Robbie Wilders from the Racing Post is bidding to keep up his good run in this column with two selections on the Royal Ascot trials day card at Ascot on Wednesday.
The Sagaro Stakes (3.15) at Ascot is a cracker with plenty of old faces locking horns and is sure to deliver pointers toward the Gold Cup in June.
Trueshan, one of the leading stayers over the last few years, has missed the Gold Cup the last two seasons due to fast ground, but loves Ascot and gets the slow surface he loves here.
He is a worthy favourite and gets the vote to extend his unbeaten record at the Berkshire track to four.
Trueshan may have let down favourite backers in the Further Flight Stakes at Nottingham on his comeback, but reopposing winner Rajinksy was given an excellent ride by Harry Davies that day and was receiving 7lb.
The Further Flight defeat probably wasn't as bad as first feared as my selection recorded an identical effort on Racing Post Ratings to his 2022 success (118), and the run is worth forgiving in a race that became tactical.
He is 2lb better off with Rajinsky and can atone for that defeat at what is arguably his happiest hunting ground.
It is assumed that Hollie Doyle won't let lightning strike twice.
His race sharpness gives him the edge over Coltrane, who is closely matched with Trueshan on last autumn’s form and might improve past him this season.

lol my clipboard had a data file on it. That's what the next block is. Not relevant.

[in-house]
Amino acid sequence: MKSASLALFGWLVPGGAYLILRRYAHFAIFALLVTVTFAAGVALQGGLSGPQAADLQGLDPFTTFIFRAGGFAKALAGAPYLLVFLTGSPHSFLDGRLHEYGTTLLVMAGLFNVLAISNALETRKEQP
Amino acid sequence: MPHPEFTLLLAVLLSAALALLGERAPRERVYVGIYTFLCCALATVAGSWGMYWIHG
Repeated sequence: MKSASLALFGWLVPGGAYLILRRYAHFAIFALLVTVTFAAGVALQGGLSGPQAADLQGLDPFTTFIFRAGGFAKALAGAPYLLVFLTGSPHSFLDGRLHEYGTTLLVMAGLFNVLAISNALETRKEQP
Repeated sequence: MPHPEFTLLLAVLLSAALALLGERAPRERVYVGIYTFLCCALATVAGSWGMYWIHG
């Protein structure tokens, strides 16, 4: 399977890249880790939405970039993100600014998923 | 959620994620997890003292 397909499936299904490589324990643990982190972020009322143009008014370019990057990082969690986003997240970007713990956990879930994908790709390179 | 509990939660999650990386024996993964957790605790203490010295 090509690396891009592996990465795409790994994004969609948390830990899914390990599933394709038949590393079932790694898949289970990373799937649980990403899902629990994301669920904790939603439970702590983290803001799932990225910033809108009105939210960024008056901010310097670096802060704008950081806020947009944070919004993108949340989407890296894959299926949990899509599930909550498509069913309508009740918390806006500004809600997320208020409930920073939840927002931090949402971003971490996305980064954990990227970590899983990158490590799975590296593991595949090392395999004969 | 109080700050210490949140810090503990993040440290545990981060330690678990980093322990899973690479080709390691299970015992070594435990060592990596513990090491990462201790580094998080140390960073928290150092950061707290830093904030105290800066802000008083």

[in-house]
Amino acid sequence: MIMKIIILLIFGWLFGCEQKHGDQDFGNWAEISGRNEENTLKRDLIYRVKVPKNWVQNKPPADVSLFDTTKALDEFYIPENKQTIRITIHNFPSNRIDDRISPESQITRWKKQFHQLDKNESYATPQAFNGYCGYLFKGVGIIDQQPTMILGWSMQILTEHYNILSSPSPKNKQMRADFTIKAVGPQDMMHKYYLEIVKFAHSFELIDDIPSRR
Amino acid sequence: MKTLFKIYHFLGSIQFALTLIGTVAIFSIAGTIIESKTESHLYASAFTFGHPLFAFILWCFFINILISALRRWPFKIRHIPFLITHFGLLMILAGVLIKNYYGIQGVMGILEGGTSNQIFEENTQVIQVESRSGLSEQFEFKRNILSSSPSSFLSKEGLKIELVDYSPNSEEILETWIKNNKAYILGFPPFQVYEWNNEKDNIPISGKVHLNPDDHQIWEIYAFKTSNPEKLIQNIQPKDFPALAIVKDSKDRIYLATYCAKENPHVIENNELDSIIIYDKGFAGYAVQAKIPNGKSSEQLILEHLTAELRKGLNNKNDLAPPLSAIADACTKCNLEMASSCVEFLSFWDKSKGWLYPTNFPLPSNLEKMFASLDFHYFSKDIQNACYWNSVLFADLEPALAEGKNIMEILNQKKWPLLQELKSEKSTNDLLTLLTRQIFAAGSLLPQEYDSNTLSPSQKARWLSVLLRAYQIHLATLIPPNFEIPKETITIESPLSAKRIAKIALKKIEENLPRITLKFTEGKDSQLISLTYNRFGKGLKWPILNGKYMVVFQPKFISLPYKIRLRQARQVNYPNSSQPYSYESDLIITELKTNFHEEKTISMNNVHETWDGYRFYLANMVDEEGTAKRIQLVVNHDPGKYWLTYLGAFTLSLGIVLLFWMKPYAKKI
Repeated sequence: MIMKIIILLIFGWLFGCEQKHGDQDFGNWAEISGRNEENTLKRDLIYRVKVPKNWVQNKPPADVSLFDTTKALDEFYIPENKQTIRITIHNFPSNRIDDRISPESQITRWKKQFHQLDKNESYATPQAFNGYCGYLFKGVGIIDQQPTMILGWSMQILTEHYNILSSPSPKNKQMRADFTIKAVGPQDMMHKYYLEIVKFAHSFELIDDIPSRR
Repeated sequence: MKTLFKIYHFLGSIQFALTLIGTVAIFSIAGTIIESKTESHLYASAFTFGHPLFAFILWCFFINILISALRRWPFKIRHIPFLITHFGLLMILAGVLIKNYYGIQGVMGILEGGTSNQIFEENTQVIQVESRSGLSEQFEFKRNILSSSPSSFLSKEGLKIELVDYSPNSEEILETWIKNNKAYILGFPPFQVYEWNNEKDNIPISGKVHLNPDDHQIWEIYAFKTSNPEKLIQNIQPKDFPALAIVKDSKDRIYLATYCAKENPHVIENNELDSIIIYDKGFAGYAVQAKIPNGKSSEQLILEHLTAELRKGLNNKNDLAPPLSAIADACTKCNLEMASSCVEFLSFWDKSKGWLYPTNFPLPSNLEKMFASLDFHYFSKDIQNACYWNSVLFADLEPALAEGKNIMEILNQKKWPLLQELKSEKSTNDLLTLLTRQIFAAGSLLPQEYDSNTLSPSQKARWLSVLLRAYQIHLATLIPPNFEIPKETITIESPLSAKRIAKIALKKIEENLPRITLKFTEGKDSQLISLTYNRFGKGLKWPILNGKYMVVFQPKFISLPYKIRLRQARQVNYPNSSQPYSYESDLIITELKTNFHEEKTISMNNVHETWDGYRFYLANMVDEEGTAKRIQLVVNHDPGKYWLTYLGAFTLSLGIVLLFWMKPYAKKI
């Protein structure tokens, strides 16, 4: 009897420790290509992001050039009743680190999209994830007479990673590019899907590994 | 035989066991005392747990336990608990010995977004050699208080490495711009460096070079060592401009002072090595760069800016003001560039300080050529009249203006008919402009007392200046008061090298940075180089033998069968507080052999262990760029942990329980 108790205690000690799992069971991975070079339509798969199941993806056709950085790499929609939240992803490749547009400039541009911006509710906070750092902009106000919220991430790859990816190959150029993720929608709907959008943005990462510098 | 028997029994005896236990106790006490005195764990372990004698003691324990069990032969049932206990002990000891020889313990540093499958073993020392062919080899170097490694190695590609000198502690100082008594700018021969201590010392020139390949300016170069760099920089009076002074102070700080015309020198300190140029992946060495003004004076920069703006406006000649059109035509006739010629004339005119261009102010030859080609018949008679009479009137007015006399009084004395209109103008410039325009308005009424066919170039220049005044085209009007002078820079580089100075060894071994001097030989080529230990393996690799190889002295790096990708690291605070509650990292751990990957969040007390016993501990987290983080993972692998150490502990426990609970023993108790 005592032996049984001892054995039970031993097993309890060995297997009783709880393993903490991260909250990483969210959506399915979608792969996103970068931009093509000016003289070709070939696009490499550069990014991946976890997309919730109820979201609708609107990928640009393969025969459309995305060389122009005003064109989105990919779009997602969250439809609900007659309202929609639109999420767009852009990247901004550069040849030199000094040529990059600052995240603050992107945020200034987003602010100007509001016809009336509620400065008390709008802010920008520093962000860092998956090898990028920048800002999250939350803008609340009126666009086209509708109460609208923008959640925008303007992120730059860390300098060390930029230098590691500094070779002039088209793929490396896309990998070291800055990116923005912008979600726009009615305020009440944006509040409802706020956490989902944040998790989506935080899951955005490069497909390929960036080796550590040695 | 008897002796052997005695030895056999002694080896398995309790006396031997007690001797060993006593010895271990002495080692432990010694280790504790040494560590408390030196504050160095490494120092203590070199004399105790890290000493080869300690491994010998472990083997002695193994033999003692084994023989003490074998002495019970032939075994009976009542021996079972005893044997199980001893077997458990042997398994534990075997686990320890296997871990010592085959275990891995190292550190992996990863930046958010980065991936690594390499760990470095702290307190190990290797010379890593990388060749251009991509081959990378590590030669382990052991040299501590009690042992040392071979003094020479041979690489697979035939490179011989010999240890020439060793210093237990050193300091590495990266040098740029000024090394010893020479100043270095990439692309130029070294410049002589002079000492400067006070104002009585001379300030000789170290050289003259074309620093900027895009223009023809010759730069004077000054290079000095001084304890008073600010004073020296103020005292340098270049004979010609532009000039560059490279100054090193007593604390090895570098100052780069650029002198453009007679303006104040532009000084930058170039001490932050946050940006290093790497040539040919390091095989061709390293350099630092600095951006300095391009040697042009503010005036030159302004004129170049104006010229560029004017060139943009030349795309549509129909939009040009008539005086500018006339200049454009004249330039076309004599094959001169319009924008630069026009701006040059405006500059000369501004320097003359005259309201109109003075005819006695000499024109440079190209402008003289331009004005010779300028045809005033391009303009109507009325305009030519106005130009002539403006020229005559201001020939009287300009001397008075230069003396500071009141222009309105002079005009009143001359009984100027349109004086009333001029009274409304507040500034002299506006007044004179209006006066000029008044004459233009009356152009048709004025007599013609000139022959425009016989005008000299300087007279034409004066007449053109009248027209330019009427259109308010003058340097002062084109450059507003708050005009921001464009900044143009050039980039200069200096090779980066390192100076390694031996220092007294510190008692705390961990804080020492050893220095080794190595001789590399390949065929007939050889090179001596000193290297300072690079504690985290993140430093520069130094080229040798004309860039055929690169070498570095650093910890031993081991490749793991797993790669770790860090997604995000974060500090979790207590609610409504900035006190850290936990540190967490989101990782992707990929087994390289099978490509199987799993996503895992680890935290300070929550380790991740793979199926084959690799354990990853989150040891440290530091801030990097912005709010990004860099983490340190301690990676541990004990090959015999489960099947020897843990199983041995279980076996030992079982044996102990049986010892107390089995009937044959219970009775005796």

However, I’d be surprised if that happened first time out and particularly on slow ground.
The only time Coltrane encountered properly soft going he finished well beaten in the Cesarewitch.
There may be nothing in that, but Trueshan loves the mud and can get one over his old foe.
Despite the fact William Haggas has saddled a few short-priced losers recently, identifying a major threat to My Prospero in the Paradise Stakes (4.25) is difficult and favourite backers are likely to collect.
My Prospero will likely be predominantly campaigned as a mile-and-a-quarter horse this season, but the straight course at Ascot when the ground is soft demands a strong stayer at the distance and My Prospero is just that.
Two of this four-year-old’s finest hours came at this venue, as he followed a neck third in a bunched finish to the St James’s Palace with an even better half-length third behind top-class pair Bay Bridge and Adayar in the Champion Stakes.
That form is exceptional in the context of this Listed prize and he gets to run off level weights with horses he is patently better than, with Lusail, who is officially second-best in the line-up, having 7lb to find.
This could tee up My Prospero nicely for a tilt at the Tattersalls Gold Cup at the Curragh at the end of May and I’m not overly concerned at the prospect of backing him first time out.
He made a winning seasonal return in 2022 and handled a 90-day break perfectly well when third in the Champion, his career-best performance.
Exposed trio Chindit, Tempus and Raadobarg fall short of this company when a top-class performer comes to town, while free-going lightly-raced sort Cash needs to step up significantly to get involved.